FROM KOLAJ 33
Four Decades of Lesley Schiff’s Photocopy Collage
Lesley Schiff uses simple photocopy technology and found objects to make profoundly emotional work. Ghostly prints made with 1980s office machines anticipate our present day society, immersed in consumerism and tech culture. Suspended between life and death, trapped in time like a feather in amber, Schiff’s 1981 series “Seasons” uses photocopy technology to preserve everyday objects with light. This portfolio of twenty-four Xerox prints is typical printer paper size. Each of the prints shows a unique color image made by collaging two-dimensional and three-dimensional props on the scanner bed.
Katrina Slavik was part of Kolaj Institute’s Curating Collage Workshop that took place in Fall 2020. During that workshop, artists curated collage from the collection of the Fleming Museum of Art at the University of Vermont. Slavik got in touch with Schiff to speak to her about the 1981 series “Seasons” and her life and work as an artist since then. The full interview appears in Kolaj 33.
Schiff was one of the first artists to pioneer photocopier artwork. At first, she came up against some technical problems. In my research, I noticed that some prints were slightly different from one another. After talking with the artist, it turns out that the differences aren’t intentional. Xerox’s color copying at the time was, in Schiff’s own words, “primitive technology”. Sometimes the machine in the print shop would malfunction. Other times, she had to reprint and this caused the slight variations.
“Seasons” is deeply rooted in American culture. The bright printer-ink color tones refer to Pop art pioneers like Andy Warhol and Robert Rauschenberg. In the 80s, technology was just becoming a vital part of everyday life. The prints are made in thirty seconds with the push of a button. The work idolizes technology and instant gratification. To make the prints, Schiff must strike a balance between soulless automation and human decision making. The results are startlingly emotional and human.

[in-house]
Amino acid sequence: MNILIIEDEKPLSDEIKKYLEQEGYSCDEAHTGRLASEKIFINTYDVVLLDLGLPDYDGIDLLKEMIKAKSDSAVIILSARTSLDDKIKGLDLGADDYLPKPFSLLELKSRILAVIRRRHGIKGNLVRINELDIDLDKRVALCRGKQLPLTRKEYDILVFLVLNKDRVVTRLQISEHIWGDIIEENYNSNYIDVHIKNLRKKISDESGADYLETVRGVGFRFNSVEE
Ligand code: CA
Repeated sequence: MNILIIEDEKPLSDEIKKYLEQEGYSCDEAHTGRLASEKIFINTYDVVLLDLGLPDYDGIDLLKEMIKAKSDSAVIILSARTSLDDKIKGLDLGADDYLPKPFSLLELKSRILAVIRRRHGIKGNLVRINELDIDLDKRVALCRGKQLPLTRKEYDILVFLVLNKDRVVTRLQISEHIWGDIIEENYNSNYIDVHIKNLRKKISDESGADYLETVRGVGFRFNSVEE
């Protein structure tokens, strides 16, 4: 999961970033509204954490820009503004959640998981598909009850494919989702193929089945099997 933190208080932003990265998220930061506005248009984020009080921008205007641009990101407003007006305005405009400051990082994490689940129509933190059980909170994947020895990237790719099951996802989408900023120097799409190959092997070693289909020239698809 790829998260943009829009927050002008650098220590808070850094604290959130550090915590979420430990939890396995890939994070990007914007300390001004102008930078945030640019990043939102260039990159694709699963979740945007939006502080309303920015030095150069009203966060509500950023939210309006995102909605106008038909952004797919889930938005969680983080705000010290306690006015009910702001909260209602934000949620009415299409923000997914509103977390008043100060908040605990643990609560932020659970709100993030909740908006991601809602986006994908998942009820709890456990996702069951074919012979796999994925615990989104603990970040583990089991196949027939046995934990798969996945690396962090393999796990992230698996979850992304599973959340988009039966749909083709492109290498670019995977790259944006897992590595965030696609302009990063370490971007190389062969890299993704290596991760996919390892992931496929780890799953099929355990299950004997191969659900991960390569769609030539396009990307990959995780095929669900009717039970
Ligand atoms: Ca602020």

Lesley Schiff holds a BFA in Painting from The Art Institute of Chicago. Schiff has lectured and conducted seminars at The Art Institute of Chicago, Syracuse University, The School of Visual Arts, Southern Methodist University, and the International Center of Photography, among others. Since 1974, her work has been shown widely in the US and Europe, including The Metropolitan Museum of Art (2018) and The Whitney Museum of American Art (2017). Learn more at www.lesleyschiff.com.
Katrina Slavik holds a BFA in Painting from the Maryland Institute College of Art. Slavik has shown her work in group exhibitions in and around New York City. Her solo exhibition, “Eternal Pigeons”, was at the Wild Bird Fund Window Gallery in New York City in 2020. As a curator, Slavik has curated exhibitions at Asya Geisberg Gallery and Field Projects Gallery, both in New York City. Slavik also took part in Kolaj’s Curating Collage Workshop, October-November 2020. Originally from Cincinnati, Ohio, the artist lives and works in Queens, New York. Learn more at www.katrinaslavik.com.
About the Curating Collage Workshop
The Curating Collage Workshop was a four-week, virtual/online workshop held in Fall 2020 with the University of Vermont’s Fleming Museum of Art. The Workshop trained the twenty-one participating artists as curators. The group explored the fundamentals of curating, how to create critical context for collage, and various strategies for presenting collage to an audience. They also investigated art writing; gallery and museum issues; documenting artist practice; and working with art professionals. Each artist curated a collage from the collection of the University of Vermont’s Fleming Museum of Art. They also curated each other’s work to produce a statement of practice, biography and critical context for a body of work, which was developed into a proposal for an exhibition or book. To learn about upcoming workshops from Kolaj Institute, sign-up to the mailing list.